I love garage sales. I just do. They are like treasure hunts. And since my flinch point is quite low, I rarely spend more than a few dollars (and often much less) for things I enjoy having. There is the added satisfaction of reusing or repurposing something that is no longer wanted by someone else. Even our family dogs are second-hand pets.

Driving back from Vermont yesterday, the HH* and I eschewed the popular Hildene Craft Fair (too rainy, too expensive) and stopped instead at the odd tag sale and library used book sale we happened to pass. We weren't really looking for anything in particular. We just had time to dawdle along the pretty Vermont country roads in autumn. Why not stop and look?

I found a pretty little needlepoint pillow with a dog motif, and since I am a dog person, it appealed to me. Although the breed doesn't match either of the dogs in our pack, the pose is reminiscent of both:

Daisy, the used American Eskimo Spitz, we adopted a few years ago from The SPCA of Upstate New York and ...
Shea, the Jack Russell-Chihuahua mix, who came to us from the streets of Puerto Rico via Adirondack Save-A-Stray. (She's not looking too happy here because she thinks I might be trying to put some of the anti-flea and tick stuff on her that she so dislikes.)
Another good find yesterday was a 1940 Gladys Taber book (speaking of dog lovers) that my husband spotted, knowing I would enjoy it. This one is Harvest at Stillmeadow and I think it is the first one she wrote in the Stillmeadow series. It is also a first edition. It cost three bucks. Dogs, autumn, New England, we had a theme going here.
Bargain number three in the top photo is a pristine copy of Barbara Milo Ohrbach's Antiques At Home for which I paid a whopping $5.00. But since a new copy retails for $32.00, not too bad. Used copies can be bought for less but my copy is autographed by the author and my money went to support the Martha Canfield Library in Arlington, Vermont.

And lastly, the library book sale yielded a nice assortment of books for my young granddaughter who loves to be read to. Who Beats the Heat and Cactus Hotel will be perfect for her since she lives in the high desert and already knows lots about the animals that live there.
The HH* bought an armload of books, too, which always makes him happy.
Our last Vermont bargain was from the good ladies of St. James church
who were selling ready-to-eat homemade meals. I bought two, at $4.00 a piece. Last night we ate a delicious white bean, pork, and roasted vegetable stew for our supper. As I write this, stew #2, beef with vegetables, is heating up for our Sunday lunch. Yum.
What bargains did you find this weekend?

*HH = Handsome Husband

Saturday, October 3, 2009

The changing fruit of modern family trees

The HH* and I drove over to Vermont today to have lunch with Barbara and Larry, the parents of our daughter-in-law. These good folks live in the Midwest but they are visiting friends in Vermont this week. By coincidence, Barbara and Larry's friends have a vacation home in the same town where my first husband now lives with his fiancee and her daughter. Dan, my ex, is the father of my son who is married to Barbara and Larry's daughter. (Lost yet?) Anyway, we all met at Dan's place for lunch. It was a pleasant meal and it was good that we were all able to get together.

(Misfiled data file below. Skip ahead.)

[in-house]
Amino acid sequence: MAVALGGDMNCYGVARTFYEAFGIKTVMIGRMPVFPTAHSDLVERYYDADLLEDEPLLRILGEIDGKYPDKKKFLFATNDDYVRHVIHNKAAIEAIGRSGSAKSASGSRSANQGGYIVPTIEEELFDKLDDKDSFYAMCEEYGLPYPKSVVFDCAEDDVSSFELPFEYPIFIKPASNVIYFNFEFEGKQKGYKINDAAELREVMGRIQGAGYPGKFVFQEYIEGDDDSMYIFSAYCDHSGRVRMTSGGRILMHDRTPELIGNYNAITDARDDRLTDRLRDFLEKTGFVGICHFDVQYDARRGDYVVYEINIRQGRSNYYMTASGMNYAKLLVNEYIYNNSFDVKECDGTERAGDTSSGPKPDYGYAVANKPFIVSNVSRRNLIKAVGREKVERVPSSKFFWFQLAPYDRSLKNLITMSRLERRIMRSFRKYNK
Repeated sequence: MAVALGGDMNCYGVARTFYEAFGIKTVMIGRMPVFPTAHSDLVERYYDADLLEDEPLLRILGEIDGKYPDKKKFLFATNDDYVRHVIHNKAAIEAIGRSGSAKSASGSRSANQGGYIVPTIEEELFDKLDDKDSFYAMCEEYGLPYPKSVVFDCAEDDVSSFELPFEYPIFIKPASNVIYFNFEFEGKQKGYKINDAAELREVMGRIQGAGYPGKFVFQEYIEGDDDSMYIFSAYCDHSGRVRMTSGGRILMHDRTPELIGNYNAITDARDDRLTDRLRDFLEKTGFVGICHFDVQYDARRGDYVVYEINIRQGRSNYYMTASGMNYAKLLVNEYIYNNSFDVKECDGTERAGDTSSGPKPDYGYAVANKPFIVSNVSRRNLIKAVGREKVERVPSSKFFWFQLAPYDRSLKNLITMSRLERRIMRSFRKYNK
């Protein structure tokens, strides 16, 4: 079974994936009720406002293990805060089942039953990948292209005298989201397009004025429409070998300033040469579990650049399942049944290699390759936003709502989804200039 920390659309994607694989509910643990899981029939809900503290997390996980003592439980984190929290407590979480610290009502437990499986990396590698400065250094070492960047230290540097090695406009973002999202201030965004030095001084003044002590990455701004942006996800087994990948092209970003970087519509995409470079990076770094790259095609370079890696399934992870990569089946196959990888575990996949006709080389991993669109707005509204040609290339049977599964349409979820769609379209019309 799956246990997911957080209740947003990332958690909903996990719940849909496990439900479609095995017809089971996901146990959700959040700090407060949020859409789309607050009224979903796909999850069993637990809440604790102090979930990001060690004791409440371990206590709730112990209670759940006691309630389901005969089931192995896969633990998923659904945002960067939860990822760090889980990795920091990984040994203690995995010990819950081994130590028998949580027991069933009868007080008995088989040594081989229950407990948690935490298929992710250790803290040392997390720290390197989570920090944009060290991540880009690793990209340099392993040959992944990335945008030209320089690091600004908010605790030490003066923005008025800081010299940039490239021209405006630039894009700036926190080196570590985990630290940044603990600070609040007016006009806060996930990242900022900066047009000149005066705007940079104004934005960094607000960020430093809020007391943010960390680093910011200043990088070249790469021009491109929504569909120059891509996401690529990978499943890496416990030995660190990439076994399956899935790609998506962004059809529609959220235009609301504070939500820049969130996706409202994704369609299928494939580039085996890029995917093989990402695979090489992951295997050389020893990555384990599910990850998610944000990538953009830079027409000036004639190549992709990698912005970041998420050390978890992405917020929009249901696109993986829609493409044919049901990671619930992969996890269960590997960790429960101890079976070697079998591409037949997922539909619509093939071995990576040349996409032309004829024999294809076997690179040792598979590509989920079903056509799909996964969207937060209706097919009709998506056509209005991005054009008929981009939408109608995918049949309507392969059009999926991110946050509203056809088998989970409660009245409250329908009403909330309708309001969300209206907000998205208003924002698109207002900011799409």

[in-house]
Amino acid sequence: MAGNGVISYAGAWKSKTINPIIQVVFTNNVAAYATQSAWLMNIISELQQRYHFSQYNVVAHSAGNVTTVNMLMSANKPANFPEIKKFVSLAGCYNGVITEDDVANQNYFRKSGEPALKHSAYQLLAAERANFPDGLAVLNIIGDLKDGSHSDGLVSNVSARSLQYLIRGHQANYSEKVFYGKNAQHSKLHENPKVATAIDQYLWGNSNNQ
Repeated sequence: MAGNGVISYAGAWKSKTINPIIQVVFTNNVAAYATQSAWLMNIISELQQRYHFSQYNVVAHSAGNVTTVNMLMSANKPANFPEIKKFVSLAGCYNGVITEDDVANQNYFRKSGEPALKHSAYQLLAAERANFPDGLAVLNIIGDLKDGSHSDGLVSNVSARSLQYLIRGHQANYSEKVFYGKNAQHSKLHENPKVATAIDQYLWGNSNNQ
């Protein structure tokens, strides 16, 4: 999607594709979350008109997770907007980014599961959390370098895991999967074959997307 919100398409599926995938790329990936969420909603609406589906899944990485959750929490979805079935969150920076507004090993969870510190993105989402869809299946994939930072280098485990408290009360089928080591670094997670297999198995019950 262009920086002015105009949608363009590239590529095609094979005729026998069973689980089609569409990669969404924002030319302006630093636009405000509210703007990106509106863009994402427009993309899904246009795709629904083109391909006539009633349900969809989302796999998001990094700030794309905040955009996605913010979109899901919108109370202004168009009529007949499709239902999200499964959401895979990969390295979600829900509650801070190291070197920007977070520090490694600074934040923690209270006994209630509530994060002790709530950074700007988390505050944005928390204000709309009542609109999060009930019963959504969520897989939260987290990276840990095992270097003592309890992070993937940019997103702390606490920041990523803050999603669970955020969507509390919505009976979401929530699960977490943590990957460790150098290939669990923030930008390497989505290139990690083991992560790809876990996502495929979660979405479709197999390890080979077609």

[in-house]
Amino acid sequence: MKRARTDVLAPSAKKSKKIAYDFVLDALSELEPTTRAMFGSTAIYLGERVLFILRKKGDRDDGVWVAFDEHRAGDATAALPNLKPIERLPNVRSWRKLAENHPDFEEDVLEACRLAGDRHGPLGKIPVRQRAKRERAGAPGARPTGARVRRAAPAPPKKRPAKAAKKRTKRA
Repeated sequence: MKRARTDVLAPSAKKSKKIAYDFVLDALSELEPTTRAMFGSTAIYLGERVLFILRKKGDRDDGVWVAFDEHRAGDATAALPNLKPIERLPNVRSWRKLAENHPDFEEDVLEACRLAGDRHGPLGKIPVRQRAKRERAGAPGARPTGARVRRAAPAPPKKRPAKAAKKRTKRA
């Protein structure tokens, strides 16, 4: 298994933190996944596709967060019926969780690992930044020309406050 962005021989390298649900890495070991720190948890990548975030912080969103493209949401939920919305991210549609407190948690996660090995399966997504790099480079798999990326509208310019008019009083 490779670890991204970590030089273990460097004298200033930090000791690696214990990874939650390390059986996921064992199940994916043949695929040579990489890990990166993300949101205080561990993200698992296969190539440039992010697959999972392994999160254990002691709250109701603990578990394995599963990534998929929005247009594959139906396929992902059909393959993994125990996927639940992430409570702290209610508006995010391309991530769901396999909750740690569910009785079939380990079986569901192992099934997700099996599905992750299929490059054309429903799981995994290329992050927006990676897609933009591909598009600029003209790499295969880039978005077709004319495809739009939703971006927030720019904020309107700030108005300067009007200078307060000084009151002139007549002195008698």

It occurred to me that the granddaughter we all share will have her work cut out for her, figuring out how all these people are related to her and to each other. But I am glad for her that we can all get along and that she will not have to put up with the scenes and secrets that so many blended families are cursed with. In-laws, step-grandparents, step-aunts, family can come in many shapes and sizes. I look forward to many reunions of this particular group of people: at Margie's high school and college graduations and at her wedding, at the very least. Save me a seat, please.

*HH = Handsome Husband
The photo above is of an old apple tree at the back of Dan's house in Vermont.

Monday, September 28, 2009

Cruising the Champlain Canal in the rain

A couple of weeks ago, I was the high bidder at a silent auction fundraiser and got two tickets for a tour boat ride on the Champlain Canal. Yesterday, despite a steady drizzle, we drove to Schuylerville and spent an interesting hour and a half on the M/V Sadie piloted with relaxed skill and charm by Captain Foster. (This photo, taken before our ride, is of an earlier, smaller generation of the canal.)Champlain Canal Tours have two boats but due to the damp day, only six of us wanted to go out so we took the smaller Sadie, which looks a bit like the African Queen.
First, we headed south, down through lock C5. This took us from the canal into the Hudson River. Here, we are approaching the lock from the north. To the side, our captain pointed out the little one hundred year old boat, a buoy tender, which is still used for repair work on the canal.

Here, we are entering the lock.

In the lock, Captain Foster, formerly a Boston Harbor tugboat captain, explains how the lock works and adds some good historical details. He reminds me so much of my Maine coast raised grandfather and father and his raconteur brothers that it almost hurts: the New England accent, the easy comfort around boats and machinery...
Here, Captain Foster uses a homemade hook to keep the little boat from bouncing around in the lock as the water empties out into the Hudson below. Lock C5, our guide tells us, is the deepest in the Champlain Canal.
Here we cruise out onto the Hudson and head down river for a bit. Even in the rain, there is beauty in the gray afternoon light...

We cruise around Schuyler Island and head back up river.

Some leaves are beginning to turn...

Here, we approach the lock again, this time from the south, and wave to some hearty folks out fishing despite the rain.

Entering the lock from the low end...

Once the doors close, water begins to bubble dramatically as the lock fills to raise us up.
As we leave the lock...
a Canadian sailboat waits to enter it, heading south.We continue north to see the falls that the lock was built to get boats around. There are stone pilings and cables with buoys to help boats avoid going over the falls accidentally.
We see the remains of an old railroad crossing....
and more early fall foliage in the mist.

After our cruise, we headed back home to have a supper of steaming, spicy chili, cooked in my old dutch oven. It hit the spot.

Click on photos. Most will enlarge. I do not know why some will not. (Sigh.)